Holiday For Prodigals
I'm about to make a radical change in my Advent scripture line-up.
I know, I know. Why deviate from the beloved Christmas story? Why postpone pondering the prophecies of the Old Testament fulfilled in that little person born in Bethlehem?
And after all, I have all year to reflect on the other portions of the Bible. Studying the birth of Christ at Christmas really just makes sense.
Honestly, I'm doing it because Christmas is a holy day for the prodigals.
Of course we have other terms for the Christmas and Easter Christians. Chreasters, Submarine Christians (they only come up twice a year- if that).
I've been thinking about that over the past few days- the beloved Chreasters- and I regret to inform you that I have been, well, a jerk.
I'm not beating myself up. I'm convicted, not condemned. But the real deal is I've become this guy:
Now his older son was in the field, and as he came and drew near to the house, he heard music and dancing. And he called one of the servants and asked what these things meant. And he said to him, "Your brother has come, and your father has killed the fattened calf, because he has received him back safe and sound."
But he was angry and refused to go in.
Now I'm pretty sure everyone loves the parable of the prodigal son- as long as they identify with the prodigal. The disgraceful idiot who squanders his inheritance, lives destitute with pigs, and finally returns home to the Father who has never stopped loving him, never stopped waiting for Him- yeah, I'm that guy.
We'd rather be the stupid one, not the jerk.
This morning I realized, I'm the jerk.
I don't pout at the door of the church, ignoring the masses whose faces I don't recognize, but I mentally tsk-tsk and want to shake them. "Don't you get it?! We get this Christmas deal ALL THE TIME! WAKE UP!" It sounds like compassion, but it is borne just as much out of frustration.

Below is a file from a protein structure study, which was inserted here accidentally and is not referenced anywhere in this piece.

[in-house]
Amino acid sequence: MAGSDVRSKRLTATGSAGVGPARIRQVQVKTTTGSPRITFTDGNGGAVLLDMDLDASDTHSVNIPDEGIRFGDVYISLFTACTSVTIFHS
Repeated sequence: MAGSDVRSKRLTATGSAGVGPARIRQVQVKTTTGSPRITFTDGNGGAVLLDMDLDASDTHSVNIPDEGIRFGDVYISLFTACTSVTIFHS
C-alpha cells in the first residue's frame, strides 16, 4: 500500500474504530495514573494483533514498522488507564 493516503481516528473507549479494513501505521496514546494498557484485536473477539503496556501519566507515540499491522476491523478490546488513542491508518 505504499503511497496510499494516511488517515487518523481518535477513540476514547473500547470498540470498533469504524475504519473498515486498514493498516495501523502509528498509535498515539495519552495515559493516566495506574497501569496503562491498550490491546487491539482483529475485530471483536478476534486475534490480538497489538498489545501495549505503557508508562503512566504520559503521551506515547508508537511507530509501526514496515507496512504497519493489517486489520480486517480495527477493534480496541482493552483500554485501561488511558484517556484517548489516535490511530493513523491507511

One thing is certain, I don't celebrate them. (My stomach just turned typing that one.) The packed church brings no lasting joy in the knowledge that, in just a few days, life will return to normal and the church will be half-empty again.
I guess that means that I possess the ability to look at a glass that's filled to the brim and see it as half empty.
Then I remembered this verse:
And he said to him, ‘Son, you are always with me, and all that is mine is yours.
It was fitting to celebrate and be glad, for this your brother was dead, and is alive; he was lost, and is found.
Christmas is for the prodigals. It just is.
I'm not saying three hours a year is enough to satisfy the needs of a weary soul, or that all that makes our God worthy of praise can be summed up in a couple annual holidays. I'm saying it is fitting to celebrate and be glad because they are there, and Jesus is there, and the Father is running to meet them, which means that is what I should do.
Because I am a prodigal too.
So this Advent I prepare not only to welcome the Christ-child, but those for whom He came. People like me- who need the embrace of the Father. People like the ones Jesus was telling His parable to- sinners and tax collectors, Pharisees and scribes. People who, like the nasty dirty shepherds, sit on the outskirts of society and venture in to the crowd hoping to remain invisible rather than feel the judgment of the "holy" every-Sunday Christians.
I prepare my heart with the what-if's:
What if the shallow, temporary goodwill the world preaches about during this time of year was completely blown out of the water by the never-ending, unconditional warmth and love shown by God's people in His house and world?
What if, instead of settling for the anonymous "acceptance" of a disinterested society, people experienced the intimate, I-know-you-and-accept-you-just-the-way-you-are true love of God through His body, the church?
Wouldn't that be the best Christmas gift we could give them?
Wouldn't that embody the purpose for which He came- not just to sacrifice, but to reconcile?
It is my Advent Prayer that the Lord loves the jerkiness right out of me- out of us- so we can love with a full heart the same people He loves with relentless passion. And so, when faces of our towns darken our doors for one of the few times this year, we will not be the stumbling blocks that trip them up on their way to the manger.